You know, Shakespeare was right when he wrote of folk having a winter of discontent or, in the case of an old advertising slogan for a January sale at Black’s of Greenock – Now is the winter of our discount tent! That’s the way it is with me, no joke too corny, no pun too awful, there’s no cure for it as far as I know.
Anyway, down to business; there appears to be a growing number of Borderers getting ever restless at the horrible state of the A 7 road, and I for one don’t blame them for that.
Needless to say every man and his dog has a portfolio of theories and plans for revamping the A7 into what they dream of as safer route for motorists and other traffic.
Just about all their master plans founder at an early stage when the small matter of money is raised. Just to offer a small example of the rocketing costs in road building, take a brief look at the sums quoted for the much opposed bypass route for Aberdeen, up there in the land of Trump.
That route will be comparatively short, although few can contradict claims of how much really nice countryside it will trash or how many communities will be living next to a major road, which might be seen as geek heaven for Eddie Stobart spotters, but hell on earth for just about everyone else. Set that against the truly disgraceful traffic problems in the Granite City and you have the basis for a good going argument.
Our A7 route is a tourist’s dream – something we should do more to sell, given so many holidaymakers think Scotland begins at Edinburgh. The road blends into the landscape so well I sometimes wonder if we really appreciate what effect blasting a dual carriageway from point A to point B would have.
And that is really the essence of the case with any ideas about improvements to the A7 .
From the English Border and northwards to Embra, there are few sections of this highway that come anywhere near the standards expected in the 21st century, so no matter what piecemeal improvements might be envisaged by some folk, the only realistic solution is to sort the whole lot in a wunner.
To achieve this road engineering miracle would require massive funding which just ain’t going to happen in a country witnessing the daily leeching of Scottish industry as it bails out to places not likely to be affected too much if McPuddock and his golf-loving cronies get lucky in 2014.
Now let us all drift off into the fairyland of a Scotland where money is no object, with cash available up front to buy all the things the Scottish government include every year at this time when they write to Santa.
No matter which way you look at the situation, the A7 is still going to be at the bottom of the list, well below those parts of the land where a certain nationalistically inclined political party holds sway, who, of course, will have there own list of projects.
I note that certain of those projects are deemed to be “shovel ready”, a term which appears to have little or no meaning to anyone still clinging to the remnants of what we were once pleased to call the Queen’s English.
Quite what Brenda makes of the babbled patois commonly used in the UK these days is not a matter of public information, but one can guess fairly accurately what it might be. However, at a somewhat random guess, I think it suggests there are a significant number of planned financial black holes, said by some to be available for a start around 9am on Monday next, although I don’t believe a word they say, and never have.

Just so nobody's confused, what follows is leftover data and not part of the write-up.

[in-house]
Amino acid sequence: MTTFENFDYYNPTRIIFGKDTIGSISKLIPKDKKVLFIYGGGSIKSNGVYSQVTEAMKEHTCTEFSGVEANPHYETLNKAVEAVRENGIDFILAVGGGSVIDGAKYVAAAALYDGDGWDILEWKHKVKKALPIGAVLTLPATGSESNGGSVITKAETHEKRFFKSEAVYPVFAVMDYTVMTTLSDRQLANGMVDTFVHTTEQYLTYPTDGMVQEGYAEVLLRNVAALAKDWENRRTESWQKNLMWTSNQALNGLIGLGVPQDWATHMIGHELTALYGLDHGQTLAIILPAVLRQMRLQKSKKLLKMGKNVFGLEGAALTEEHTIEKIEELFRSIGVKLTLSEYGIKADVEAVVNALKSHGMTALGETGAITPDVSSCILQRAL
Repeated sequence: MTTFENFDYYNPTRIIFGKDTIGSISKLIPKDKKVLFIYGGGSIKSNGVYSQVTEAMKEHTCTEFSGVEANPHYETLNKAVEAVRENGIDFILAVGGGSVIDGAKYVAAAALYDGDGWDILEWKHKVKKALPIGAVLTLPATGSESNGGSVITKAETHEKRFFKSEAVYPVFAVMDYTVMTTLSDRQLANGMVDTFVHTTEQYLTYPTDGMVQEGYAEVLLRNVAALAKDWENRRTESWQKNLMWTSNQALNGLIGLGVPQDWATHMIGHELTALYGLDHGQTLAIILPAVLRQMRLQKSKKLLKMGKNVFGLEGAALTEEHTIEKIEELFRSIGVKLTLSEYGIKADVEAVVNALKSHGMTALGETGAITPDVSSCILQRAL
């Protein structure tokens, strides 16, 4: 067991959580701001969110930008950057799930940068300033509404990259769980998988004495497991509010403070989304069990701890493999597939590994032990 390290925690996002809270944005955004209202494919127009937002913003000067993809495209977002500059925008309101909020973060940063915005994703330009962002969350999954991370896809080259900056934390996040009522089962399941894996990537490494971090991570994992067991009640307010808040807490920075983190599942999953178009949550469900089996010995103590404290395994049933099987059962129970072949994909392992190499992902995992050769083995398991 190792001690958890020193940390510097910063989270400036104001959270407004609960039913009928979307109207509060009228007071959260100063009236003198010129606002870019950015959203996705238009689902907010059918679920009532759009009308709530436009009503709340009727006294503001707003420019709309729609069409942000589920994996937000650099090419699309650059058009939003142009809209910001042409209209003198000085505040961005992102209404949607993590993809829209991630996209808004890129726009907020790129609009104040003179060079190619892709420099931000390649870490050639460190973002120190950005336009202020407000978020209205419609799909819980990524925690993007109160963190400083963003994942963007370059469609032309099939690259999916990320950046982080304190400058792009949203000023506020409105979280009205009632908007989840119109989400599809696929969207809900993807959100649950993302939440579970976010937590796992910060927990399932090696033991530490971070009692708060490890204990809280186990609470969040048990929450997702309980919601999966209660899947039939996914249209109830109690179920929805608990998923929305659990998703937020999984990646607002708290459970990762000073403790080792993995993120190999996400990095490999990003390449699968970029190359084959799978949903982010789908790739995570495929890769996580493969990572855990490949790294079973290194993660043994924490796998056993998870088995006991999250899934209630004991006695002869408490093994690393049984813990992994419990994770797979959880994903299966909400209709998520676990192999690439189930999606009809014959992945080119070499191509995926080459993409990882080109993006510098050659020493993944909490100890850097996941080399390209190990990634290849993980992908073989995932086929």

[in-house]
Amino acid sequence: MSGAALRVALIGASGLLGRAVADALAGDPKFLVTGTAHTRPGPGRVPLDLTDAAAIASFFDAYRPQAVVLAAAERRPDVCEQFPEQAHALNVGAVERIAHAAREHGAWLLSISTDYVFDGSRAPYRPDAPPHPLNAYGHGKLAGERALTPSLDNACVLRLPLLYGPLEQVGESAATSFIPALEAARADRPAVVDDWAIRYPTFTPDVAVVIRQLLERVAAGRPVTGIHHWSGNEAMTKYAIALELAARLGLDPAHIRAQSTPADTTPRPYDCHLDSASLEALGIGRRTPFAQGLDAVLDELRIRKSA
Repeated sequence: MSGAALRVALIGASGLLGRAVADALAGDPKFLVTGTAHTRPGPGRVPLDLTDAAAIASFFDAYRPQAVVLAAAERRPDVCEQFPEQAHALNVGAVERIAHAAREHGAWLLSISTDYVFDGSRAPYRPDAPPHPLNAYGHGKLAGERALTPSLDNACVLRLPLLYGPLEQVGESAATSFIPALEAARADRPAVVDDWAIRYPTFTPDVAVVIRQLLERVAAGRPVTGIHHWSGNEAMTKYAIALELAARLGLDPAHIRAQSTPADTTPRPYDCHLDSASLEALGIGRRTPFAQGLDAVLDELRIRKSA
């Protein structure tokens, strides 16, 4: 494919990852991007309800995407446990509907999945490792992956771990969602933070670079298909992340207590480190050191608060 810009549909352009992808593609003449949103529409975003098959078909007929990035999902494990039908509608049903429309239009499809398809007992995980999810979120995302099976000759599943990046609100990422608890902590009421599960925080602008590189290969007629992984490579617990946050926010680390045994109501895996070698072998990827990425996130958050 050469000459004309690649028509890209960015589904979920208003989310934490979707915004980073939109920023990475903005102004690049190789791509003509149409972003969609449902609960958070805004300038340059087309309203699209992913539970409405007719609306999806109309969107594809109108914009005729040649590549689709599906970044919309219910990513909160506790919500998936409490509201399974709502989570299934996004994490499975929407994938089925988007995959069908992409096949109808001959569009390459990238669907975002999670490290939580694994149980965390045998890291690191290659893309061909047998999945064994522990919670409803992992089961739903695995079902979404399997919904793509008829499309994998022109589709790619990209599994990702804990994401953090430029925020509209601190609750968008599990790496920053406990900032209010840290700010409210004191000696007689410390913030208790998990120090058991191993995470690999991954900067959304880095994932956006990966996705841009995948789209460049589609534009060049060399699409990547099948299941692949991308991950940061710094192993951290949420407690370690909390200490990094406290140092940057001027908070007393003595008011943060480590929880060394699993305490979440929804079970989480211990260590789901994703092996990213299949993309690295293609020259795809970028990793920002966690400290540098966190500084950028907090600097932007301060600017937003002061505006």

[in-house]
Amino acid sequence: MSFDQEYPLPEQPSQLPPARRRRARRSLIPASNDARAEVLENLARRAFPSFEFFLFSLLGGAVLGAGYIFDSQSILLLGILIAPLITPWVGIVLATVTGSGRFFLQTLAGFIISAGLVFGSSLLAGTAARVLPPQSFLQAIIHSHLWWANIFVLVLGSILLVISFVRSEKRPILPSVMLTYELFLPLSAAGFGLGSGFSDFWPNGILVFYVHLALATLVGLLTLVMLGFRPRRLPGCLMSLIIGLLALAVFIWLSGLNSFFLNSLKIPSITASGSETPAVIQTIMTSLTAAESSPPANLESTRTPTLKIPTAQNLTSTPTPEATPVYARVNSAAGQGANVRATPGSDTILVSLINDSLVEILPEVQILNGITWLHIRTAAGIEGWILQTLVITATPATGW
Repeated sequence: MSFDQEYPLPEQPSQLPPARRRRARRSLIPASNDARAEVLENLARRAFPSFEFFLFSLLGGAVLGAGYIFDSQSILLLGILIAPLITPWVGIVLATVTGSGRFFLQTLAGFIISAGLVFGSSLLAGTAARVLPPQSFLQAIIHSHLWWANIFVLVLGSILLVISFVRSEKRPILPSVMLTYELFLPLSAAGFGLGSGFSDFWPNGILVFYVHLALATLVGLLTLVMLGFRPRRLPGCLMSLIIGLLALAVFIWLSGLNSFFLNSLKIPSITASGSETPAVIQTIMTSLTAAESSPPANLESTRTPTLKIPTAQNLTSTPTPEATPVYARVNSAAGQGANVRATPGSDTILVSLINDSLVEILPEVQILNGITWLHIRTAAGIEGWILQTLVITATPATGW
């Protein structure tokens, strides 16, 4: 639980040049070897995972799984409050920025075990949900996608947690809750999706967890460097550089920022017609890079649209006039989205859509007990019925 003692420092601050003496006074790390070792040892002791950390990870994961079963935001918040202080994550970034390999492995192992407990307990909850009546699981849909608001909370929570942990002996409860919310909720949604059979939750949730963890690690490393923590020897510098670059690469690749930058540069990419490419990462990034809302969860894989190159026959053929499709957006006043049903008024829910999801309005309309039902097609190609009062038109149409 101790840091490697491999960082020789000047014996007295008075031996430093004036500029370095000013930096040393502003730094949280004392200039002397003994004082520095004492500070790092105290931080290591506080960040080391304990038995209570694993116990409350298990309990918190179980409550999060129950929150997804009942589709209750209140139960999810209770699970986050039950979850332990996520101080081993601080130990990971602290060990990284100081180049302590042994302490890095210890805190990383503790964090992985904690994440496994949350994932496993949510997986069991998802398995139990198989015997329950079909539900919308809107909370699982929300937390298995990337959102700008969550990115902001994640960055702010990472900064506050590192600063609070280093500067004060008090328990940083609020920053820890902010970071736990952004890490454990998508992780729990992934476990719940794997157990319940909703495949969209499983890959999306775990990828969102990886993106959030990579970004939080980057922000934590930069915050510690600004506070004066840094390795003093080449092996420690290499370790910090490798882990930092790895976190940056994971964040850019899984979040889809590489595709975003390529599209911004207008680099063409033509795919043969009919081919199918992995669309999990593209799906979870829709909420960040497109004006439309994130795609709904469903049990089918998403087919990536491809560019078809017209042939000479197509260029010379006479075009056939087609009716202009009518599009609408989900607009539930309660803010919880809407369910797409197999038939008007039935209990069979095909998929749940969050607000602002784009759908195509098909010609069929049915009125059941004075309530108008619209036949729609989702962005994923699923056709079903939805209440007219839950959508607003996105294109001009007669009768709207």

Those who yearn for A7 improvements should be careful what they wish for. The amount of our countryside that would vanish under tarmac and concrete does not bear thinking about, and I suspect could only be accomplished by a great deal of compulsory purchase, a process that takes forever. Consider,too, a possible side effect in that a fast stripe of road from south to north would effectively bisect the area and inhibit movement on an east to west basis, bring with it a whole new set of difficulties.
As we all know the principle reason for the campaign to improve the A7 is road safety, and although the accident record on this road makes pretty glum reading, a little thought suggests it is not actually the road that causes the accidents, it is the conduct of those who drive on it.
The A7 boasts a number of good people who drive it every day; they have learned to read this road and its funny little ways and know what to do and expect. They are safe from themselves but, of course, vulnerable to the idiot faction without whom no road scenario is complete. Thus it is no amount of road improvements that will spare sensible drivers from the actions of the bad drivers. What will happen will be an overall decrease in journey times, which in turn means fewer accidents, but when they occur they will be made worse by the higher speeds of the vehicles involved – and more people will die; it’s as simple as that.
Taken in the round, improving the enforcement of existing road traffic laws is dirt cheap compared with major road building schemes.
The much- hated speed cameras work well and dare one suggest the accident rate on the A 7 is in part due to drivers with a heavy right foot avoiding the A68 because the cameras spoil their fun.
There was a time when the A9 road was a killer, but after every major accident the cops would have a crack down and for as long as that lasted drivers were more cautious and the accident rate fell accordingly.
It is a sad fact that many of those pressing for changes to the A 7 route have lives blighted by a road-related tragedy. Their passion for improvements to this road is well placed and will hopefully act as a catalyst for action, but they should be careful about what they wish for, as in this issue the matter is less than clear cut.
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Weather for Selkirk
Wednesday 22 May 2013
Temperature: 3 C to 15 C
Wind Speed: 23 mph
Wind direction: North west
Temperature: 5 C to 9 C
Wind Speed: 24 mph
Wind direction: North